Advice For Parents Of Failing College Students

Many parents write to me about advice on how to help their student who did poorly or are failing in college.  In some cases they underperformed in some way, but in others they were placed on academic probation or suspension.  While I would need to know the specific details for the student’s situation to be most helpful, there are general recommendations that parents should consider when trying to help failing students:

Don’t Wait To Act

There’s everyone else’s time, then there’s college time.  The college semester is always like a 15 week sprint toward the finish line, with the reward being finals week.  Under the fast pace and pressure, even small problems can magnify in to enormous ones.  For example, if the student isn’t putting in the time to study consistently, they could start the semester with bad grades that become a “hole” they find impossible to emerge from.

Be The Adults In The Situation

Many students I worked with actually wanted parents to intervene, even if they protested at first.  In fact, I’ve had many students tell me that they expected their parents to help them because they didn’t know better.  At some level students want guidance and often resent it if parents don’t prevent them from making “stupid” mistakes.

Don’t Over-Rely On Conventional Systems

When a student does poorly, many parents expect the college to help, or they take the student to their doctor to see what might be wrong with them.  The higher education system is 100% effort based, and the student must complete all the work on their own.  While the student can access services like tutoring, it’s still the student who has final responsibility.  This is also true for students with disabilities who go to college.  There is no reduced workload or different standard for them.  While they can request accommodations for their disability, they must do exactly the same amount of work as other students.  The healthcare system, including psychiatrists, psychologists, and therapists are targeted toward treatment.  While successful treatment might be important for some students who have done poorly, these services don’t translate in to direct academic support, especially during the hard-and-fast college semester.  These services, however, can help to define the problem, which is key.  I work in collaboration with many neuropsychologists, psychiatrist, and psychologists.  While they can make excellent recommendations, too few actually have the background to implement them in the field.  I do, which is why I can work seamlessly with these professionals, and translate their recommendations in to practice.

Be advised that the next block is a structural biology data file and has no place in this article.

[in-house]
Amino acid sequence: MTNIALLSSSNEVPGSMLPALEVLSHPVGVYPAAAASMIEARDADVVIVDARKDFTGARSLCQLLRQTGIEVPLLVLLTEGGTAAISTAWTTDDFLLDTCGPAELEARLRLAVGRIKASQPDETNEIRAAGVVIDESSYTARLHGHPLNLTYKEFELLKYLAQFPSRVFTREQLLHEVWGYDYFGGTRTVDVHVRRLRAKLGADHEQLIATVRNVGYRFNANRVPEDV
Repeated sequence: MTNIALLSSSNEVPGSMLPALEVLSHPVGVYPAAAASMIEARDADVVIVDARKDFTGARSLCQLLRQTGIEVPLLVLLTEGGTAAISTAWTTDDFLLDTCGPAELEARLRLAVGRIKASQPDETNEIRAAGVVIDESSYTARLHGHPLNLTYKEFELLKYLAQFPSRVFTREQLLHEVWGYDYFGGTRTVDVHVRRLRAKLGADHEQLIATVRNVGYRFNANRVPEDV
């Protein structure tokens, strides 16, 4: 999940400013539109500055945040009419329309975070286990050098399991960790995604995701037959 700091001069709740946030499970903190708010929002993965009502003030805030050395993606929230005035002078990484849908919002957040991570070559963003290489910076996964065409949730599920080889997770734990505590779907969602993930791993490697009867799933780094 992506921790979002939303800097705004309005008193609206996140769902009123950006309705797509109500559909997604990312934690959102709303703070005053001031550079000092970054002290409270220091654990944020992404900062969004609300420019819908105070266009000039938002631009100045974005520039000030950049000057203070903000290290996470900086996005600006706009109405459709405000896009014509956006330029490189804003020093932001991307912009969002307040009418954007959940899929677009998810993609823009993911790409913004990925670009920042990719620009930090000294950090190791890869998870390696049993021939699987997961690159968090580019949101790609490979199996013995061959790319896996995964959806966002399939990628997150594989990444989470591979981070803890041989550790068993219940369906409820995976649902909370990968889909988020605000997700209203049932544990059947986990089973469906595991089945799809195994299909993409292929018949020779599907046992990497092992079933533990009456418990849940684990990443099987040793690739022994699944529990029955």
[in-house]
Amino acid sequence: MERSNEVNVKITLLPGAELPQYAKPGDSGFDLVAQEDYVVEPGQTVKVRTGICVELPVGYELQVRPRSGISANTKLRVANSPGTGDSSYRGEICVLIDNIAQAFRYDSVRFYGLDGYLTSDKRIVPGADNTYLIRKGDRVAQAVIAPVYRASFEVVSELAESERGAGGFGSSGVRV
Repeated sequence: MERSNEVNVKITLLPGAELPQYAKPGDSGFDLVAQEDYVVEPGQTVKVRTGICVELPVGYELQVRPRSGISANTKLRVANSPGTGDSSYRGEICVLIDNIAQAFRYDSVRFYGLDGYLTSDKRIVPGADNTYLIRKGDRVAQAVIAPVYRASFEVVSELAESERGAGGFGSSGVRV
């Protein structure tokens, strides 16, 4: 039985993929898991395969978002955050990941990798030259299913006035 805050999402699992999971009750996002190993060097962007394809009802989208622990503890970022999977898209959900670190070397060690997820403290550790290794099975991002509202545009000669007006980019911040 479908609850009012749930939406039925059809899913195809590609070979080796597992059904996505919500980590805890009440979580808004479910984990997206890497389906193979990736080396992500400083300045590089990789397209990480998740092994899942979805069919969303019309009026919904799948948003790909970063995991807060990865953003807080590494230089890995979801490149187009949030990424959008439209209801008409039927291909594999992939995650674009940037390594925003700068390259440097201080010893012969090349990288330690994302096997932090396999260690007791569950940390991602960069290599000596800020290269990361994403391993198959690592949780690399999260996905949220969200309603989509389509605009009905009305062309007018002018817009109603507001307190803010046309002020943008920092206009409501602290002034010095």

Examine Your Game Plan

What was the plan for the student when attending that particular college?  How was the school chosen for the student?  In most cases, when I trace back to how were decisions were made prior to college, the root of the problems become apparent.  Too often college decisions are based on what I call “non-success factors,” such as school popularity, sports teams, or a blind acceptance of where their guidance counselor said that they could “get in.”  There are many known factors of college success and failure, and in most cases no one had ever discussed these with the student and their parents.

Reformulate Your Plan And Act

Once parents have stepped in and have begun the process of defining the problem, the next phases will need to include reformulating the higher education plan for their student.  Are they at the right college based on known “success factors?”  What type of academic supports do they need?  Will the identified problems be addressed during the hectic semester?  There are many issues that can come in to play when trying to get a student who did poorly or failed back on track.  The reformulated plan is literally everything at this point, especially if the student was academically suspended.  It’s possible to get them re-started, but if failure happens again they’ll be out of college for a while.

The issue of a student failing in college rarely fixes itself.  Invariably, parents tell me that they tried to address it alone and got a poor response from the student.  Considering how important higher education is in modern life, it’s imperative that parents find effective ways to help their failing college student.

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